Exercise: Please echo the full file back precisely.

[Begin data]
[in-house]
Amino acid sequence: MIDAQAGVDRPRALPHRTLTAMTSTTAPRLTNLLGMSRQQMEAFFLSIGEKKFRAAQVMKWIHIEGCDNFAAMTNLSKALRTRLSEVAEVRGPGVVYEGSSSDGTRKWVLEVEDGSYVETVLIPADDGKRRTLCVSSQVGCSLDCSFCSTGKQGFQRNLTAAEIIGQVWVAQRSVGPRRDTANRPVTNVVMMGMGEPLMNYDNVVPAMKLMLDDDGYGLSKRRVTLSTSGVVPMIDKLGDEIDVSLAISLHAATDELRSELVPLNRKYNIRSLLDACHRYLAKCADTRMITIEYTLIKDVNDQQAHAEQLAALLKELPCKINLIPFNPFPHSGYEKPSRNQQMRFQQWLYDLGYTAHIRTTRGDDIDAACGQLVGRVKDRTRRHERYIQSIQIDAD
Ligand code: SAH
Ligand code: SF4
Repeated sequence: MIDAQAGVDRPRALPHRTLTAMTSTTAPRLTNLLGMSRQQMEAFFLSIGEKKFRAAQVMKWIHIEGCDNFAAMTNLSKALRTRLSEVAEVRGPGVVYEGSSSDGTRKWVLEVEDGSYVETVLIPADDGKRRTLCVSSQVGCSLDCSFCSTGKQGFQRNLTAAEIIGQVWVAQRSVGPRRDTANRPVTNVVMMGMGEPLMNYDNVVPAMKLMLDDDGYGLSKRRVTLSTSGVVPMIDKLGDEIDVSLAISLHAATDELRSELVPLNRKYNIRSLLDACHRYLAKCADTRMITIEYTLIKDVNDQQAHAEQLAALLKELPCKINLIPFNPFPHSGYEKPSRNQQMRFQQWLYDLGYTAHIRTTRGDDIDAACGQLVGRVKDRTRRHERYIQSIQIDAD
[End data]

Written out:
[in-house]
Amino acid sequence: MIDAQAGVDRPRALPHRTLTAMTSTTAPRLTNLLGMSRQQMEAFFLSIGEKKFRAAQVMKWIHIEGCDNFAAMTNLSKALRTRLSEVAEVRGPGVVYEGSSSDGTRKWVLEVEDGSYVETVLIPADDGKRRTLCVSSQVGCSLDCSFCSTGKQGFQRNLTAAEIIGQVWVAQRSVGPRRDTANRPVTNVVMMGMGEPLMNYDNVVPAMKLMLDDDGYGLSKRRVTLSTSGVVPMIDKLGDEIDVSLAISLHAATDELRSELVPLNRKYNIRSLLDACHRYLAKCADTRMITIEYTLIKDVNDQQAHAEQLAALLKELPCKINLIPFNPFPHSGYEKPSRNQQMRFQQWLYDLGYTAHIRTTRGDDIDAACGQLVGRVKDRTRRHERYIQSIQIDAD
Ligand code: SAH
Ligand code: SF4
Repeated sequence: MIDAQAGVDRPRALPHRTLTAMTSTTAPRLTNLLGMSRQQMEAFFLSIGEKKFRAAQVMKWIHIEGCDNFAAMTNLSKALRTRLSEVAEVRGPGVVYEGSSSDGTRKWVLEVEDGSYVETVLIPADDGKRRTLCVSSQVGCSLDCSFCSTGKQGFQRNLTAAEIIGQVWVAQRSVGPRRDTANRPVTNVVMMGMGEPLMNYDNVVPAMKLMLDDDGYGLSKRRVTLSTSGVVPMIDKLGDEIDVSLAISLHAATDELRSELVPLNRKYNIRSLLDACHRYLAKCADTRMITIEYTLIKDVNDQQAHAEQLAALLKELPCKINLIPFNPFPHSGYEKPSRNQQMRFQQWLYDLGYTAHIRTTRGDDIDAACGQLVGRVKDRTRRHERYIQSIQIDAD